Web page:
The acc is actually more of a geographical fit as most of the teams are within driving distance for a weekend game. But, ironically, one disadvantage is there is an inherit advantage to being the southernmost team in a conference in terms of football (USF was invisibly firjer south but were a startup). But the big east was definitely a more natural home.
05-22-2019 03:14 PM
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orangefan Offline
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Post: #69
RE: What if ACC expansion had gone according to plan?
(05-22-2019 02:57 PM)esayem Wrote:  
(05-22-2019 10:51 AM)NJ2MDTerp Wrote:  The 1990 ACC expansion should've included Miami. That would've given the ACC a pretty solid 10 school conference along the southeast coast from Maryland to Florida and most likely would've preempted further expansion in 2003.

This, this, and more this! Imagine Constantin Popa vs Eric Montross!! The ACC dropped the ball there. Miami made way more sense than FSU as far as the school profile was concerned. It really would have been the kill shot to the Big East football conference too.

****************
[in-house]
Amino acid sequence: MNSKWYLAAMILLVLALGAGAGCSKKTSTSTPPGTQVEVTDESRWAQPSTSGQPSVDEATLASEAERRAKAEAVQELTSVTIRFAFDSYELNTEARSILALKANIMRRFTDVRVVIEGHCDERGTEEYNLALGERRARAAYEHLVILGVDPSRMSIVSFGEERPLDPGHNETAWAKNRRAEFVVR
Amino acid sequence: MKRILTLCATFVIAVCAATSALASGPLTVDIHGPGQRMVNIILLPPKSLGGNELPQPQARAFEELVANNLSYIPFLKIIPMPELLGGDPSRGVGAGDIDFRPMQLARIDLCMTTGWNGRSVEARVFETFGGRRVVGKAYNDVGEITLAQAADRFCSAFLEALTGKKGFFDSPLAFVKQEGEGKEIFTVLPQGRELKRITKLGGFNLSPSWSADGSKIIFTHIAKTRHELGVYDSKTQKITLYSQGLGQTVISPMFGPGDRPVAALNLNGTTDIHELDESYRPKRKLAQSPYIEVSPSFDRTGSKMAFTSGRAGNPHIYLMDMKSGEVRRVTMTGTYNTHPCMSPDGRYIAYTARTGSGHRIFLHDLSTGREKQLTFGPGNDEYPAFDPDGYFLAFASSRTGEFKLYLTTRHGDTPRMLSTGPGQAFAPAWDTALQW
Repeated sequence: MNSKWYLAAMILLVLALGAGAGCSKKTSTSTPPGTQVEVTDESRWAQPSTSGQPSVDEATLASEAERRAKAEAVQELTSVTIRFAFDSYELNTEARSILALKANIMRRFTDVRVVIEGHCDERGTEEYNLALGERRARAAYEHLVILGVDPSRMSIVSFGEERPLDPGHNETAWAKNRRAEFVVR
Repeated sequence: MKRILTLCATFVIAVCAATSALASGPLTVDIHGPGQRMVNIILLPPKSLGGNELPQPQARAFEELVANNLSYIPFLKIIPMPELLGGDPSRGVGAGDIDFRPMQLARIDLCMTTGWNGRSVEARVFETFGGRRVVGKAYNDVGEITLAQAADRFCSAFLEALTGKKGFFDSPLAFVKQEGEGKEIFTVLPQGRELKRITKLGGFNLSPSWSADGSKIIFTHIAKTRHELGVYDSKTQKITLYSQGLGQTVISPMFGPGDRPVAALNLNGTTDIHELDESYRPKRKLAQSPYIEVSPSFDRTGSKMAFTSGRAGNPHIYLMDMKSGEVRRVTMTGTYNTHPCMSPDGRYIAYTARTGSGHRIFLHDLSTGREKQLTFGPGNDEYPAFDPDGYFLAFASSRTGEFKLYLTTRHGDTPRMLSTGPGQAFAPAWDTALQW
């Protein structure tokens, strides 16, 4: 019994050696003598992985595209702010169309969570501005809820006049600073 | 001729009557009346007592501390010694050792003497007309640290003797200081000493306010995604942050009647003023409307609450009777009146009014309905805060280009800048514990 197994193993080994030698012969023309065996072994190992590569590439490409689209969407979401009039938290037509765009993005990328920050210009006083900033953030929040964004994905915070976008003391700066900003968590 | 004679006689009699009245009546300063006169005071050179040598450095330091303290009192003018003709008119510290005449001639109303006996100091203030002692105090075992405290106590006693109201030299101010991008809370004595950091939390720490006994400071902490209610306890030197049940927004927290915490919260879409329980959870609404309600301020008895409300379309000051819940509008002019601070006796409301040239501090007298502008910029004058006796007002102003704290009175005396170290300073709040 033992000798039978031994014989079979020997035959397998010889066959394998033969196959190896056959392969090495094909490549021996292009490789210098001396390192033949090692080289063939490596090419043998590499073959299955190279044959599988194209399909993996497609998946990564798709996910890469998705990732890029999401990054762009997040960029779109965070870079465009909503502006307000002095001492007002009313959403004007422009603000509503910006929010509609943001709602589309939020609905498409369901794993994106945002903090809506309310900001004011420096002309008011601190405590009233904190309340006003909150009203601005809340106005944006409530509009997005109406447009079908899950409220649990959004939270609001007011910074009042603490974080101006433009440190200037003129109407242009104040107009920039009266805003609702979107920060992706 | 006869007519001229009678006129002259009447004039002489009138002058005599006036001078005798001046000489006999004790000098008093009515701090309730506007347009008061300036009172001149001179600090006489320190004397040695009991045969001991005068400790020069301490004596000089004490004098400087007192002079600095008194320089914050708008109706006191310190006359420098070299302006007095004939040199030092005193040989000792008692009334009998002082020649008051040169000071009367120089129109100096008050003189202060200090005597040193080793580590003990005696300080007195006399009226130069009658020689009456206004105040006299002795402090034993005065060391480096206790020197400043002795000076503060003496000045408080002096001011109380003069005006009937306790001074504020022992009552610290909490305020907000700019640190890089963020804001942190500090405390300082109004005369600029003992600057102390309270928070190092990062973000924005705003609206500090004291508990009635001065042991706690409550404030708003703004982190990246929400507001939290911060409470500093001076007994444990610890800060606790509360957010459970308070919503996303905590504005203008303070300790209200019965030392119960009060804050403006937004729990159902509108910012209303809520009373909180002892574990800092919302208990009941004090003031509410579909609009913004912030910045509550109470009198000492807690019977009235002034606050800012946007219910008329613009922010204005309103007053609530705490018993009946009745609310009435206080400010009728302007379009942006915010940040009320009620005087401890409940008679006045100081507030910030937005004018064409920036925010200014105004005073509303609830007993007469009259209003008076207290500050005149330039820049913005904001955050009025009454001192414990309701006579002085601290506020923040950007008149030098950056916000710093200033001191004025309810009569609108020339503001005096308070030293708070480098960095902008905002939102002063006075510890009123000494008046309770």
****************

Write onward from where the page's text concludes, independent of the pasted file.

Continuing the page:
The idea of Syracuse getting in over Virginia Tech would never have happened anyway. The much maligned NC schools would have vetoed the **** out of that and we would have ended up a 10 team conference in 2003. Probably still would have been screwed out of a CCG; never to receive the lifeboat tossed to the Big XII a few years ago. What a joke.

I believe Duke and UNC joined Virginia in opposing any expansion. Virginia broke the deadlock when VT was invited. Miami had wanted Syracuse and BC, and did not immediately accept the ACC's invitation.

From https://virginiatech.sportswar.com/artic...2000-2004/
Quote:June 10, 2003: ACC athletic directors hold a teleconference and come out of it nearly united in favor of expansion. Virginia is the only school to vote against it. The presidents hold a conference call that evening — their first with the intention of voting to extend invitations — and come to no conclusion.